[alt: Normally, the Shuttle can't quite safely reach the orbital inclination required to pass over both those points from a Canaveral launch, but this is an alternate history in which either it launches from Vandenberg or everyone hates the Outer Banks.]
While we all know that xkcd is not a political comic and doesn't like to talk about politics in its installments, we also know that this rule is frequently broken because, hey, Randall is out of other ideas! And you can only hit "random" on wikipedia so many times before you are just repeating articles you've already seen.
Anyway, this comic is of course calling attention to the mideast peace talks going on in Washington right now, given that one of the biggest discussions in the talks is over the future of the land in the West Bank and the people in it. And the fact that lots of people disagree, and strongly, about what should happen with it.
What I don't get is why this comic chose to portray that debate - which, like all serious debate, is ripe for comedy - in the form of NASA employees, because that makes no sense. OH WAIT yes I do, it's because the author used to be a NASA employee and wants to make sure we all know it! (i understand that some of you will argue: he isn't trying to brag to us about his former job! he never mentions it anywhere on here! to you people I say: read the goddamn alt text).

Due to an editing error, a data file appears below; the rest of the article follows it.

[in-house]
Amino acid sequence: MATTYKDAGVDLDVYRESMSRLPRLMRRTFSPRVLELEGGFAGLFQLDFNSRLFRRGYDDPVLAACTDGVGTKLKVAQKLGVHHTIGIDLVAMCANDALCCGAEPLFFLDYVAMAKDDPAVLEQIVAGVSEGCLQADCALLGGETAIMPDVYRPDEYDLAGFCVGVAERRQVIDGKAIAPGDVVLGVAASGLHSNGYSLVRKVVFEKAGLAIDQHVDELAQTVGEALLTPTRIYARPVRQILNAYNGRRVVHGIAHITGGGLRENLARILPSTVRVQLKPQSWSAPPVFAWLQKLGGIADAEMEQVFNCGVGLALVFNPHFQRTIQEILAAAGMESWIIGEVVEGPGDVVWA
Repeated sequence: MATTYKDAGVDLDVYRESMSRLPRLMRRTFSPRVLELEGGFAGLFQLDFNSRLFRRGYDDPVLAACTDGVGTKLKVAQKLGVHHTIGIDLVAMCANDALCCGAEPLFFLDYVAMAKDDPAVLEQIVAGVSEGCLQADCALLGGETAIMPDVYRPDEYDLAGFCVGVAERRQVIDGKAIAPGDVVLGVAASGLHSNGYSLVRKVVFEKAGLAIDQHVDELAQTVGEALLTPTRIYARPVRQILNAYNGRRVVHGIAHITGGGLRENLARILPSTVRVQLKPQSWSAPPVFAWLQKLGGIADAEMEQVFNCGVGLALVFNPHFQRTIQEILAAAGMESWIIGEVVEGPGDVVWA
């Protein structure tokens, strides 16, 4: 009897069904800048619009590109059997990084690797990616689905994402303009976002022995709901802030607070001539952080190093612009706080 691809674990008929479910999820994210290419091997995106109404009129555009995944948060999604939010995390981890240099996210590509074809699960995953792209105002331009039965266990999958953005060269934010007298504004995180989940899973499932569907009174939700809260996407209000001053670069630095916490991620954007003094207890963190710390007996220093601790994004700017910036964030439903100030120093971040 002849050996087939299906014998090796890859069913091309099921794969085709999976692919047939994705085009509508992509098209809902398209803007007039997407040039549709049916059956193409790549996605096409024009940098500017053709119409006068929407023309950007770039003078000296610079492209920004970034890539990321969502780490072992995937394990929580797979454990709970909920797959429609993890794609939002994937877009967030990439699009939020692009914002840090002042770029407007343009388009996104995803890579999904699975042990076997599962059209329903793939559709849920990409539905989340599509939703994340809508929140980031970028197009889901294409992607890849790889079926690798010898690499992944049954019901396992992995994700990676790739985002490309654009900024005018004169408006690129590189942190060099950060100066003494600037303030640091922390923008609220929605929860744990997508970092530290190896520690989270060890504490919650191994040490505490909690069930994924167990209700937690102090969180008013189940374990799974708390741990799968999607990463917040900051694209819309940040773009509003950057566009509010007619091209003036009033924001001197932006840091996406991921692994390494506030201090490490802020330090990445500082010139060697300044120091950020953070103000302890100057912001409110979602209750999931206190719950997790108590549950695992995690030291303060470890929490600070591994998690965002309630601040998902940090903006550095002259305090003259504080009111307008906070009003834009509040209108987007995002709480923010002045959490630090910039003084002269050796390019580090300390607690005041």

Anyway, good satire is a wonderful thing, but the point is to take a situation is society, in this case the israeli/palestinian conflict, and say something about it. Satire is a way of making a point about the issue at hand. The Daily is funny because it points out when people are being hypocrites. The Onion is funny because (among other reasons) it points out how most media is obsessed with trivialities. They're points you could make straightforwardly, but it's not as powerful.
So what point does this comic make? None - just that there is a debate and that someone wants to redirect a shuttle because of it. And that even then a guy named frank hates oklahoma. Is Randall trying to draw a parallel between the two locations? If so, I'd like to know why. I don't see any reason why one is meaningfully like the other. More basically, what is the point he is trying to make?
I don't, of course, think there is such a point. I think he just wanted to do a throwaway gag about how people get mad over the mideast, and hey! what's up with that??
From a technical standpoint, the punchline of this comic is really "I've redirected the flight..." because that is the outrageous and disproportionate response to the argument. The line about "north texas" is not 100% worthless though, but putting it afterwards saps energy from the real punchline. Perfect solution: Make it the alt-text. And delete "damn it, frank." Bonus: you can get rid of that shitty alt-text the comic has now!